Sometimes people wonder why we bother building APIs since it seems they can end up being used in ways that compete with our own products.
There are idealistic reasons for building APIs, as outlined by Jonathan Rosenberg, but there are also commercial benefits even if you don't share that philosophy. The main one is that APIs reduce the friction involved in making your services more valuable. They make it easier for other people to add data to your services.
They also attract more users to your services by effectively advertising them on other people's sites. As well as increasing your visibility APIs also ensure that users are more likely to try your services since the risk of lock-in is reduced. If you have at least a CRUD API potential users know that there will be a mechanism for extracting their data if something better comes along or if your services change in ways they don't like.
The other benefit of APIs is that they lower the cost of experimentation and increase the set of potential experimenters. These experiments can serve your users in two ways. Firstly they can handle niche use cases without cluttering the user interface of the application. Secondly some of these niche use cases may turn out, after a period of refinement, to be useful for mainstream users or for attracting completely new sets of users.
Another thing we've learned the hard way is that if you don't give people an API or you give them an insufficient API they'll resort to screen-scraping and hacking in order to unlock the value in your product. This can create dependencies on things that were never meant to be stable or it can lead to the emergence of widely-used but unofficial APIs.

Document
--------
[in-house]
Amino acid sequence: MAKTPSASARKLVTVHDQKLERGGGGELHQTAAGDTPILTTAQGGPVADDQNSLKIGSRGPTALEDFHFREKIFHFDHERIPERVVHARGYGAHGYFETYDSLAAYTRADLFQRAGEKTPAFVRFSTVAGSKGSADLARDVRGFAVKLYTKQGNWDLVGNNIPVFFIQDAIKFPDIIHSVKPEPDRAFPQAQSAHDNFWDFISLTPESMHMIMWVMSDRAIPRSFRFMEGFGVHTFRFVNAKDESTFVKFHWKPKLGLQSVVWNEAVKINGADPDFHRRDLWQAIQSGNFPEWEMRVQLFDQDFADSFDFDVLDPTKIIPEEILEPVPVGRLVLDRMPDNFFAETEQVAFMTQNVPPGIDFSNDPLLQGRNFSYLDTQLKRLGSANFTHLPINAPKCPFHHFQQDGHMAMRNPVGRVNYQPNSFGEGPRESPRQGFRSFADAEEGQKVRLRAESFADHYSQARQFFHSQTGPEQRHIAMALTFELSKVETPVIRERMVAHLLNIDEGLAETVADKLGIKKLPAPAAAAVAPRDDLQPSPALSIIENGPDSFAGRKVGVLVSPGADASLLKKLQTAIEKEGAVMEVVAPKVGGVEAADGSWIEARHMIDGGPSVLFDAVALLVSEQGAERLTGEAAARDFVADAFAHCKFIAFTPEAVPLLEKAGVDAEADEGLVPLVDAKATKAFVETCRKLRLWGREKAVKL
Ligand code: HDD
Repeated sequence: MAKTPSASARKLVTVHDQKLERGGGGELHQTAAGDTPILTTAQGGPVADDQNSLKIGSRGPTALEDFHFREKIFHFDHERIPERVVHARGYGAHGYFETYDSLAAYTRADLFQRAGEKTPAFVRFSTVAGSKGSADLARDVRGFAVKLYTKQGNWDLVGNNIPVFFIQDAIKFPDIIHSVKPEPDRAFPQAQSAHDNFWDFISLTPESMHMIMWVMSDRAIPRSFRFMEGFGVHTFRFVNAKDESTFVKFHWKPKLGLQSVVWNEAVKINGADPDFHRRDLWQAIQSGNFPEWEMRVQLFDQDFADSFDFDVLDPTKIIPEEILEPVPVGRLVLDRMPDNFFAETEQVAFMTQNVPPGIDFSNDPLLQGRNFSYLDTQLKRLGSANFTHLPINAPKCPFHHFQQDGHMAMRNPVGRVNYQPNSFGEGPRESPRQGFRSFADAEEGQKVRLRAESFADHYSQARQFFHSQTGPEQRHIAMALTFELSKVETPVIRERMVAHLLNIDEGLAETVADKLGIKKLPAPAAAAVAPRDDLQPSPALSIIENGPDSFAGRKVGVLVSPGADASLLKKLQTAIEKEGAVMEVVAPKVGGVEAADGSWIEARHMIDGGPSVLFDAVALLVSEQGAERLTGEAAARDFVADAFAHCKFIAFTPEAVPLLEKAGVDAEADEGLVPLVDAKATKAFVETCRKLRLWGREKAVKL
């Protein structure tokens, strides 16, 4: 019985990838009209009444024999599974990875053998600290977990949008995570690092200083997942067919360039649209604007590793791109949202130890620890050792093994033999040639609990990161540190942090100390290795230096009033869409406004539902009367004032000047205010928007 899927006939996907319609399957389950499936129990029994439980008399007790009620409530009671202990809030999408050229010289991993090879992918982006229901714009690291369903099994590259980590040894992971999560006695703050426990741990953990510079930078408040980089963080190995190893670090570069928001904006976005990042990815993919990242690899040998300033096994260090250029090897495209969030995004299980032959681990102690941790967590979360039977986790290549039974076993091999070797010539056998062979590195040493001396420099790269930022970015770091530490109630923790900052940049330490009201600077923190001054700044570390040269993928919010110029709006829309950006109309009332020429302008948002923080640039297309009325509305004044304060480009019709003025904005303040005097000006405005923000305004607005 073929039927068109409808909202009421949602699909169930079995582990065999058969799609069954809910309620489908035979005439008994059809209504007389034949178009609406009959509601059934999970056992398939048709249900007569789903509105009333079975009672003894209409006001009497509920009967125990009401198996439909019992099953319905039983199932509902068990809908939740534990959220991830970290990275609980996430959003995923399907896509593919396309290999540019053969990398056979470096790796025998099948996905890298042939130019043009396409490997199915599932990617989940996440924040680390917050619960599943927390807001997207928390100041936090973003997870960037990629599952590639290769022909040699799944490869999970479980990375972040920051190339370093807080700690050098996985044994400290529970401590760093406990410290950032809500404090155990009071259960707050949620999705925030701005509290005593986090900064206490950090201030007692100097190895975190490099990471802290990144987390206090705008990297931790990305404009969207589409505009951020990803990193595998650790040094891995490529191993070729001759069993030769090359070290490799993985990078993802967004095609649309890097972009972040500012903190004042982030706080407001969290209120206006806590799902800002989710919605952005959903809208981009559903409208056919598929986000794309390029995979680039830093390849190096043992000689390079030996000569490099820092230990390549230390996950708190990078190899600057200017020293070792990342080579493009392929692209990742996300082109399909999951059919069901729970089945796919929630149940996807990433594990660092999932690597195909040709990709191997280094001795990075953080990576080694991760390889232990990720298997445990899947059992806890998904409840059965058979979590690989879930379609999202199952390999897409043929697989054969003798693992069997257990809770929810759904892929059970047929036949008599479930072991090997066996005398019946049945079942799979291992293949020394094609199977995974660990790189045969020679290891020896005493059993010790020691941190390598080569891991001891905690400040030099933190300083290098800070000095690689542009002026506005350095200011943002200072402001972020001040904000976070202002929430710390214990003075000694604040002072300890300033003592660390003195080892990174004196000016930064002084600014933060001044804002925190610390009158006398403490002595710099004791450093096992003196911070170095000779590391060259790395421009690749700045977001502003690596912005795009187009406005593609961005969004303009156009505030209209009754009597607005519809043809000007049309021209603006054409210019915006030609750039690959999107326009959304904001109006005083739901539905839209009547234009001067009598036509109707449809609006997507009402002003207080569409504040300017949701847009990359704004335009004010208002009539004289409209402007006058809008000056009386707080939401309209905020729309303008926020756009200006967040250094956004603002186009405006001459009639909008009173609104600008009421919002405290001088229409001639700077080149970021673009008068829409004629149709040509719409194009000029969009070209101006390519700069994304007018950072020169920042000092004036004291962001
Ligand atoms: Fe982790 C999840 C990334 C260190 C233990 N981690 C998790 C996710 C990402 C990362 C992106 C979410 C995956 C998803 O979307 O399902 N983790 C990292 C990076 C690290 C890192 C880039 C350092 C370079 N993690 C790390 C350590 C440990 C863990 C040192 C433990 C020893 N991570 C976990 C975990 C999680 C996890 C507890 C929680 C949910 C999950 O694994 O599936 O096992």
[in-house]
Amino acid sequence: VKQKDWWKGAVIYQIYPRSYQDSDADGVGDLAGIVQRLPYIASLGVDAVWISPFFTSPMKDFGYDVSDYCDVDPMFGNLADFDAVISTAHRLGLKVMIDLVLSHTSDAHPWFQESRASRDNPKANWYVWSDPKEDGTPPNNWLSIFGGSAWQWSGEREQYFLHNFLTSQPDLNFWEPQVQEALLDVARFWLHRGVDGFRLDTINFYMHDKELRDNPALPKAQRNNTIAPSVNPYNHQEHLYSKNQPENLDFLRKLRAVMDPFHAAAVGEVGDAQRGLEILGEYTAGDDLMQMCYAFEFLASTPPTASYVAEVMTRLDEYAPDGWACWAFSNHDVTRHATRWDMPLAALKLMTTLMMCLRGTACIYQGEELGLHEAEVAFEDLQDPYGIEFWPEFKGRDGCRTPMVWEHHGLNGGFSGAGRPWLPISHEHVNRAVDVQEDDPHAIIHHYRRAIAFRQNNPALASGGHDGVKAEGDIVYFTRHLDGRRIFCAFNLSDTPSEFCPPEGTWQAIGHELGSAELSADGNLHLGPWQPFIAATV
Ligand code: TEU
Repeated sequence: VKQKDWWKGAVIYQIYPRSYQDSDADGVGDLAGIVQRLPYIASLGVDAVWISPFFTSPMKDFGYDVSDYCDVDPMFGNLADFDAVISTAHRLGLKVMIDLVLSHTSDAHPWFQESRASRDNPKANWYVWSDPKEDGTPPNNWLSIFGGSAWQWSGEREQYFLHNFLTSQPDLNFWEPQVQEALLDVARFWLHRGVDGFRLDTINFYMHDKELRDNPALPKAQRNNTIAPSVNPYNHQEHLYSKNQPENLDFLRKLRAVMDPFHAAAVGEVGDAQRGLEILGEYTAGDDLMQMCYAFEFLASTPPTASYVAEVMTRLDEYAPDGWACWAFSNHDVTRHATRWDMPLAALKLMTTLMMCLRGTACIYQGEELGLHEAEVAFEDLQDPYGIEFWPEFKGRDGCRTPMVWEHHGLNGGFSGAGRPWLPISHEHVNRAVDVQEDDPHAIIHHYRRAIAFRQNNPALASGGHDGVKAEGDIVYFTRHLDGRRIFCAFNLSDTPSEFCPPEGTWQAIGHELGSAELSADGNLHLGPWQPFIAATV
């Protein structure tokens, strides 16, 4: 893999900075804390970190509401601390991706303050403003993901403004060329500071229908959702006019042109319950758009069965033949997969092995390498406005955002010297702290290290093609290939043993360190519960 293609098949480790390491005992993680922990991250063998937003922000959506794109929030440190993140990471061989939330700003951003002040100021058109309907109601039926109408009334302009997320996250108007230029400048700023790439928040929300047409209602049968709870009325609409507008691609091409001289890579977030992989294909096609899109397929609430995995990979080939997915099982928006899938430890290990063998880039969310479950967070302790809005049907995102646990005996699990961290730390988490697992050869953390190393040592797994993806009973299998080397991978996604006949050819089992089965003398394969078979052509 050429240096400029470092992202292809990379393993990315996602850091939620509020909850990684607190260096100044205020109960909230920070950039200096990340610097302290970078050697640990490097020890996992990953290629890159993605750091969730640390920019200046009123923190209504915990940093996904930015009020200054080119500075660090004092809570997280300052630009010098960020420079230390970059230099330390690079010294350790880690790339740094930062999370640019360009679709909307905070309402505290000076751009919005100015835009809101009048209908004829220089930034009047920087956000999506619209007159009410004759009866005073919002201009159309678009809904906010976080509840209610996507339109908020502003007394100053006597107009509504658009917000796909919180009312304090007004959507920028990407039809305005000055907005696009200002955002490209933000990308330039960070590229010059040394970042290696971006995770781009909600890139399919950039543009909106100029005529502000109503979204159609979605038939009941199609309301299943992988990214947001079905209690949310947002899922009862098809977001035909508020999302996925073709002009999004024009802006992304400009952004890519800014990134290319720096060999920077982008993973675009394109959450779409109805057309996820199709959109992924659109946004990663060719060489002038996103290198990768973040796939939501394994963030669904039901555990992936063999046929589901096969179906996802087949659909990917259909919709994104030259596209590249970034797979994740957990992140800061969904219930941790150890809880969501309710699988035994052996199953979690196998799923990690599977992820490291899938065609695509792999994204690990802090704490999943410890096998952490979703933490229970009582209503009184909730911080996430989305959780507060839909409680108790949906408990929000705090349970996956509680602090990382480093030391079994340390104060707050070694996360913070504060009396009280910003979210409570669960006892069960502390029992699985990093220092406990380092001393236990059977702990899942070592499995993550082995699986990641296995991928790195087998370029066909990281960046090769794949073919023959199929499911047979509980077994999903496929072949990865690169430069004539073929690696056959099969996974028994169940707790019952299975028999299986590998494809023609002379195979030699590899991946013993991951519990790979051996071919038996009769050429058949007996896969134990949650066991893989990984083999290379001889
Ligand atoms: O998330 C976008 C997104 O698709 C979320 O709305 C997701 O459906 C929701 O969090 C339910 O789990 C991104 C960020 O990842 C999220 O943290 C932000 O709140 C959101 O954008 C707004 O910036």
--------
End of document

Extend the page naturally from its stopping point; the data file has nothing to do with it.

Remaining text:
That behaviour can harm your product, your developers and your users. For example it can lead to a mismatch in expectations when some developers believe they're using an official API with established deprecation and change management policies. You also have to ensure that the APIs you create don't damage the product, for instance, by making it very easy to spam or game your system.
Providing an API, no matter how good, is just the start. The next challenge is to make something valuable enough that developers will use it in the absence of some extrinsic compulsion.
Firstly this involves making something that's easy to experiment with. So it should be easy to copy-paste a personalised URL into a browser and see a pretty-printed dataset.
Then you have to offer a path from there. The path starts with letting people play even if they don't understand your service all the way to the point where they understand your abstractions and the specifications you're using.
People should be able to go from playing in the browser to playing at a terminal with curl/wget to playing with an OAuth-enabled HTTP client to playing with your specialized wrapper libraries for your API to building businesses upon your platform.
But you can't just stop there. If you want to go from merely offering an API (typically a set of CRUD operations on your product's datasets) to building a viable platform you need to solve some difficult problems:
- how does your platform, as opposed to your product, generate revenue or value for you?
- how does your platform generate revenue or value for those who build upon it?
- how do you respond to and/or incorporate the innovations that will be built upon your platform?
- how do you nudge developers into creating more value than they capture from your users and your platform?
- what happens to this surplus value? Is it being re-invested in the platform or siphoned off?
Even if you solve all these problems you don't have any guarantees of long-term success. The transition from API to platform to ecosystem is difficult and most APIs don't make it. However APIs can still help developers create new possibilities along the way.